Man, been thinking a lot about this, particularly about the comments by Forrest and Phillip. For me, I think the truth it holds is not that TV is bad, or anything that is not interactive is inherently “better” than anything non-interactive, but that there is more “life” involved in doing anything that requires contribution or interaction, than simply soaking in media. That doesn’t mean that Phillip’s videos are of better quality than Debussy or Monet, but if he were going to spend 3 hours a night for the rest of his life doing one thing, it would be better for him to be making videos than listening to music, no matter the quality of either. I strongly agree with that.

    That seems like kind of a black and white argument, but when you look at the trillion hours a year spent watching tv, and the fact that a good percentage of the population will actually spend most of their waking, non-working hours parked in front of the tube absorbing content with no output at all, it really is pretty black and white.

  • I think we’re all pretty much on the same page. Creating is better than watching (at least it exercises a different part of the brain)–but you can’t do all of one. You need to watch as well. You can learn what other people are thinking.

    Looking at this topic as a generational evolution of what people do with their time, I do think with HDTV you have a marked improvement in the quality of the picture but not necessarily any improvement in quality of content. Similarly, you’ll see improvements in the internet and I believe a lot of this stuff we’re “creating” will just evaporate into giant vats of data storage that rarely get dusted off to view. For example, my videos… someone 100 years from now will hack into the software necessary to view the .flv file (it won’t be a nominal task) but they’ll watch it and wonder what it means. At least with a conventional film from a monolithic movie production house decades ago has the benefit of lots of cultural reflection (say, Citizen Kane–I mean, what HASN’T been said about that movie?). Compare that to all this out-of-context JUNK online (say, twitter just to take an extreme). Who can make sense of it? The point I was going toward is that 200 years from now people will have a clear historic record of things like the Hindenburg… less of the first shuttle disaster… less still of 911… and nothing of the billions of youtube vids. It’s almost like there will be an empty block from 1980 or 1990 on. I guess my point is that having few great producers and a few editors has a benefit over everyone creating. Now, if you can explain how I got to this point in my post please inform me.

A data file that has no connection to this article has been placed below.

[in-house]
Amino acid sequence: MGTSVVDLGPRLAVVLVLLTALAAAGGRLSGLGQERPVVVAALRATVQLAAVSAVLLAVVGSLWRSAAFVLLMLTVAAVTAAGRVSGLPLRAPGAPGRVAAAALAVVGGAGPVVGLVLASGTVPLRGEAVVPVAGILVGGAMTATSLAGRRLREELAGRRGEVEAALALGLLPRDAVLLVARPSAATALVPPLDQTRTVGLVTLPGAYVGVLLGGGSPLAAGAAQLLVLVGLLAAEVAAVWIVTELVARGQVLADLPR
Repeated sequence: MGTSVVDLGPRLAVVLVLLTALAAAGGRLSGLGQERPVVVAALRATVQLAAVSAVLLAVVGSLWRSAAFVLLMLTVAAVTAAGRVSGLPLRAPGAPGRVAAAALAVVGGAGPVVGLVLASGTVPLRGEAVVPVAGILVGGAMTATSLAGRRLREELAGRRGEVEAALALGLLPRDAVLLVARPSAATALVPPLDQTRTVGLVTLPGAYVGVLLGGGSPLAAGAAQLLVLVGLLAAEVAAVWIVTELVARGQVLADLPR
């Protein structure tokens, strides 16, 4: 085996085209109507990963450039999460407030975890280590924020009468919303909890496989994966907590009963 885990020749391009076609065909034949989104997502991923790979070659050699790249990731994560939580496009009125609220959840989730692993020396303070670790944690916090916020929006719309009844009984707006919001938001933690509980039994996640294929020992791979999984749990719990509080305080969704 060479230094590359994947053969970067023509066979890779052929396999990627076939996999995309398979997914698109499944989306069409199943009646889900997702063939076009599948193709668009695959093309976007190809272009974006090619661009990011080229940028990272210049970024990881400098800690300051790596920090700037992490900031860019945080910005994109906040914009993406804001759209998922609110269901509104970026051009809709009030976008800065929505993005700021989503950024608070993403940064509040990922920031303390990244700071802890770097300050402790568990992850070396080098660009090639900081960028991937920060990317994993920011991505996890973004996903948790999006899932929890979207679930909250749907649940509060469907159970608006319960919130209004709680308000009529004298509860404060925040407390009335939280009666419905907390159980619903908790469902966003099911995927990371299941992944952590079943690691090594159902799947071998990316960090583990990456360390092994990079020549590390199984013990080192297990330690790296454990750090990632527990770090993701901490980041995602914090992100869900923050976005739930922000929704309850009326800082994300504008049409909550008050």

Oh, one last thing, you can do other stuff while watching. Not so much multitasking but you can think. You can think of new things to do… get inspired etc.